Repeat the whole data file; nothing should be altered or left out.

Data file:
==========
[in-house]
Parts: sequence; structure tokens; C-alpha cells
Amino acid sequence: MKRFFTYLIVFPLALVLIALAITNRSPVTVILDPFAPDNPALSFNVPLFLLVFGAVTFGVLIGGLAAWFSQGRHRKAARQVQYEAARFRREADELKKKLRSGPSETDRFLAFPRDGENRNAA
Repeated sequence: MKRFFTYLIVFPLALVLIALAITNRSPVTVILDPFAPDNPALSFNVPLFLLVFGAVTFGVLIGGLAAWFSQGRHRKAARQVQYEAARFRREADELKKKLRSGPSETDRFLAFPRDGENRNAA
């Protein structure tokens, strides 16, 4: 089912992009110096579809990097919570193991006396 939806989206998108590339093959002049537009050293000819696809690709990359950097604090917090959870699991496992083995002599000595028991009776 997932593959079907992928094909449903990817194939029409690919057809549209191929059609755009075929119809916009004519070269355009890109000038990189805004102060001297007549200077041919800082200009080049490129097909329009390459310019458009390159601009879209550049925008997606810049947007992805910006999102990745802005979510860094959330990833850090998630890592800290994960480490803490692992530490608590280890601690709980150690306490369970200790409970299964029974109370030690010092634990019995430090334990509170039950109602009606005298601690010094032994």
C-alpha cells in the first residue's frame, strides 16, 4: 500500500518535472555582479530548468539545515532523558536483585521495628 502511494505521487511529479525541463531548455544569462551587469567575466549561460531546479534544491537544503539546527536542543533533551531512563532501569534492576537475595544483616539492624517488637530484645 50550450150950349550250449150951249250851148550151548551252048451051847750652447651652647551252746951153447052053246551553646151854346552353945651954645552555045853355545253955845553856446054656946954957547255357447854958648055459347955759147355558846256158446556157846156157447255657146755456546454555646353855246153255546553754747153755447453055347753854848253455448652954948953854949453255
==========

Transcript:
[in-house]
Parts: sequence; structure tokens; C-alpha cells
Amino acid sequence: MKRFFTYLIVFPLALVLIALAITNRSPVTVILDPFAPDNPALSFNVPLFLLVFGAVTFGVLIGGLAAWFSQGRHRKAARQVQYEAARFRREADELKKKLRSGPSETDRFLAFPRDGENRNAA
Repeated sequence: MKRFFTYLIVFPLALVLIALAITNRSPVTVILDPFAPDNPALSFNVPLFLLVFGAVTFGVLIGGLAAWFSQGRHRKAARQVQYEAARFRREADELKKKLRSGPSETDRFLAFPRDGENRNAA
């Protein structure tokens, strides 16, 4: 089912992009110096579809990097919570193991006396 939806989206998108590339093959002049537009050293000819696809690709990359950097604090917090959870699991496992083995002599000595028991009776 997932593959079907992928094909449903990817194939029409690919057809549209191929059609755009075929119809916009004519070269355009890109000038990189805004102060001297007549200077041919800082200009080049490129097909329009390459310019458009390159601009879209550049925008997606810049947007992805910006999102990745802005979510860094959330990833850090998630890592800290994960480490803490692992530490608590280890601690709980150690306490369970200790409970299964029974109370030690010092634990019995430090334990509170039950109602009606005298601690010094032994």
C-alpha cells in the first residue's frame, strides 16, 4: 500500500518535472555582479530548468539545515532523558536483585521495628 502511494505521487511529479525541463531548455544569462551587469567575466549561460531546479534544491537544503539546527536542543533533551531512563532501569534492576537475595544483616539492624517488637530484645 50550450150950349550250449150951249250851148550151548551252048451051847750652447651652647551252746951153447052053246551553646151854346552353945651954645552555045853355545253955845553856446054656946954957547255357447854958648055459347955759147355558846256158446556157846156157447255657146755456546454555646353855246153255546553754747153755447453055347753854848253455448652954948953854949453255